Two Grade 11 classes in a private secondary school in Quezon City, the Philippines, were randomly assigned as experimental groups in which ICT-assisted instruction was introduced after one month in one of their subjects. In Experimental Group 1, ICT- assisted instruction was implemented in their Math subject, Statistics and Probability, while in Experimental Group 2, it was applied in their Science subject, Disaster Preparedness and Risk Reduction in Philippine Setting. Two other Grade 11 classes served as their controls. Experimental and Control participants were taken from academic strands of Senior High School in which the two subjects (Mathematics and Science) were required in their curricular programs. These strands were ICT strand (for the Math subject), and General Academic strand (for the Science subject). For each strand, students were randomly assigned to Experimental and Control groups; stratified random assignment was utilized to ensure that class sizes were equal, and so was gender distribution. ICT-assisted instruction came in the form of digital copies of textbooks and an Internet-based teaching-learning platform in which teachers uploaded class materials, and students submitted their class work and assignments. Tests, classroom observations, Focus Group Discussions (FGDs) with students and interviews with teachers revealed factors that enhanced independent and interdependent learning. Problem areas that hindered independent and interdependent learning are pointed out, and suggestions for addressing these problems are also offered.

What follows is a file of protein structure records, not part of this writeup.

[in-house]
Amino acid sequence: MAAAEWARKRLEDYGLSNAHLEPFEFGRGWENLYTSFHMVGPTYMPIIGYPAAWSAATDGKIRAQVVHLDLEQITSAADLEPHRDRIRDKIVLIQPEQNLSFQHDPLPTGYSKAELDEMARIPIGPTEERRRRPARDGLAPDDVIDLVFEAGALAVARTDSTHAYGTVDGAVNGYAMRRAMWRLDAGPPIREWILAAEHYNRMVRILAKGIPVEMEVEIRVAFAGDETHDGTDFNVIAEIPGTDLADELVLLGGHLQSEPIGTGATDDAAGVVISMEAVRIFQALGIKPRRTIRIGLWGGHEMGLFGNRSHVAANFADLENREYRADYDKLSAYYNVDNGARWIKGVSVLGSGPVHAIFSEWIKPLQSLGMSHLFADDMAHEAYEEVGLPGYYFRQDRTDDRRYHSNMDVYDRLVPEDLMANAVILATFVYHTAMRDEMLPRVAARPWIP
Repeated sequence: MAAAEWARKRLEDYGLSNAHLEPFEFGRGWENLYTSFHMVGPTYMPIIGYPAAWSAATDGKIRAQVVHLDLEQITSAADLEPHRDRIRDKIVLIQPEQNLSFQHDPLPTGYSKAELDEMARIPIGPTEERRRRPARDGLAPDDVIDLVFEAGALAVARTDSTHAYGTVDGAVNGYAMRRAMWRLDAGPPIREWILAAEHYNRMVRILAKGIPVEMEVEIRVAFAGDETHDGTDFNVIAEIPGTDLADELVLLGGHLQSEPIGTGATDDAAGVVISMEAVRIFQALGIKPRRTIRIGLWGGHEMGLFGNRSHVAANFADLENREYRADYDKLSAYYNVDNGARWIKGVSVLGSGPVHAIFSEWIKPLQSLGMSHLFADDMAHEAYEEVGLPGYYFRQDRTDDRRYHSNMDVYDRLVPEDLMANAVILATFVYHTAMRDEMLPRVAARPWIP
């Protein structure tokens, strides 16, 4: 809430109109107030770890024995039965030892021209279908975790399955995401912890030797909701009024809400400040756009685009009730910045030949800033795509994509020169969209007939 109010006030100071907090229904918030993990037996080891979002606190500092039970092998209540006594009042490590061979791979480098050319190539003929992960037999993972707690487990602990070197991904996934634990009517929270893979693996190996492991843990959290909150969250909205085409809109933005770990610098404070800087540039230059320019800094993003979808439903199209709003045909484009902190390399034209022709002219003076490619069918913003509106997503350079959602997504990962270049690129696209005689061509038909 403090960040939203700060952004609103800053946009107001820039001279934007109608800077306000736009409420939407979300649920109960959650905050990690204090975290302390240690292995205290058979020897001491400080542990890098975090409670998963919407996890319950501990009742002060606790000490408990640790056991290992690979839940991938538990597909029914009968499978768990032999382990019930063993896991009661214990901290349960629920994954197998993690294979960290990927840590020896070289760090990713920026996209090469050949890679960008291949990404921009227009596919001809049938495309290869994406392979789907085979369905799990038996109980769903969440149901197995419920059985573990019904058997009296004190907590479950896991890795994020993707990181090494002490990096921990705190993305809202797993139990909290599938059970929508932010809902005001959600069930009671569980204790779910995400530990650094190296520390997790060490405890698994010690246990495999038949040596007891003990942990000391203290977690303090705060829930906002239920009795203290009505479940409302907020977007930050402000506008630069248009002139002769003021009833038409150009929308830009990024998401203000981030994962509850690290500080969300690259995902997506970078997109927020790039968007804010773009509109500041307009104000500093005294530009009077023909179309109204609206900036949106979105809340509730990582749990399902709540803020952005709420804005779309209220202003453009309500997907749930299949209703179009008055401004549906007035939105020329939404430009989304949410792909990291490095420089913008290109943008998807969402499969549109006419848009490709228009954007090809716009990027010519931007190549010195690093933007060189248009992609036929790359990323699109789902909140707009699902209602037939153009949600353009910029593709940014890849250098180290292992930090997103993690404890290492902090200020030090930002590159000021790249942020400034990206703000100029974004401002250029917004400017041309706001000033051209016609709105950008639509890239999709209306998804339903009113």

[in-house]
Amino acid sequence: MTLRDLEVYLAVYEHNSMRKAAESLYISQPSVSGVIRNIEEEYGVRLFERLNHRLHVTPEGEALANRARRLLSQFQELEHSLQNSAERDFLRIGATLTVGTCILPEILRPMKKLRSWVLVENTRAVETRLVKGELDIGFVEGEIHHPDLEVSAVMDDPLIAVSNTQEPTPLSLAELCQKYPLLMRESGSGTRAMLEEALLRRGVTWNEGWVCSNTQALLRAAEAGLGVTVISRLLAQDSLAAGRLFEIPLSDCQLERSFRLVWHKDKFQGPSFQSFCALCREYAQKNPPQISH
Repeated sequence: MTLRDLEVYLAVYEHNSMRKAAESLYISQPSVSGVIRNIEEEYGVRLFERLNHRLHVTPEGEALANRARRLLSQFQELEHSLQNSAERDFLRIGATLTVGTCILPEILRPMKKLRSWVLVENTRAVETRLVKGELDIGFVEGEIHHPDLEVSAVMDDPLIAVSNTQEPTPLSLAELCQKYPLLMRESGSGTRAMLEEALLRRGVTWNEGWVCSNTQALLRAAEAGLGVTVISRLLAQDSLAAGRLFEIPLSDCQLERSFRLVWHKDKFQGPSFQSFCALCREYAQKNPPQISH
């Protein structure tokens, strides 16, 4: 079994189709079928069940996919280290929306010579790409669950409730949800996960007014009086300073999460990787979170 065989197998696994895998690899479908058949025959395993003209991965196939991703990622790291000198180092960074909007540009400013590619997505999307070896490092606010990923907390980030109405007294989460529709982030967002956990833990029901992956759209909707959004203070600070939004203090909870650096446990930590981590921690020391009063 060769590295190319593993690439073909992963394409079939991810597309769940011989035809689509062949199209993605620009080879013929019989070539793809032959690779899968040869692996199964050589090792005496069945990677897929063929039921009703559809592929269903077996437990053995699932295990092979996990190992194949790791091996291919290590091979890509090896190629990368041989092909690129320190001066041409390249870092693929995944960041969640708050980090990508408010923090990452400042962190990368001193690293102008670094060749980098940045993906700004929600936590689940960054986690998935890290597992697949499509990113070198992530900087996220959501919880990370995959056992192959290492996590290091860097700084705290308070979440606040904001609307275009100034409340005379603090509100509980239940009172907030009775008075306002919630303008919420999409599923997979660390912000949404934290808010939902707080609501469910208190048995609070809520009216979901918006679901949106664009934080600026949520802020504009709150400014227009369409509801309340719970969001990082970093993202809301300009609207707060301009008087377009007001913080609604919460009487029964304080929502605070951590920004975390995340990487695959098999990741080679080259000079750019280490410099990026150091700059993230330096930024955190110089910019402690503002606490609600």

Fe Josefa Nava, University of the Philippines, The Philippines
Patrick Alain Azanza, Eclaro Academy, The Philippines
Allan Susarno, Eclaro Academy, The Philippines
Stream: Learning Experiences
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Fe Josefa Nava, Patrick Alain Azanza, and Allan Susarno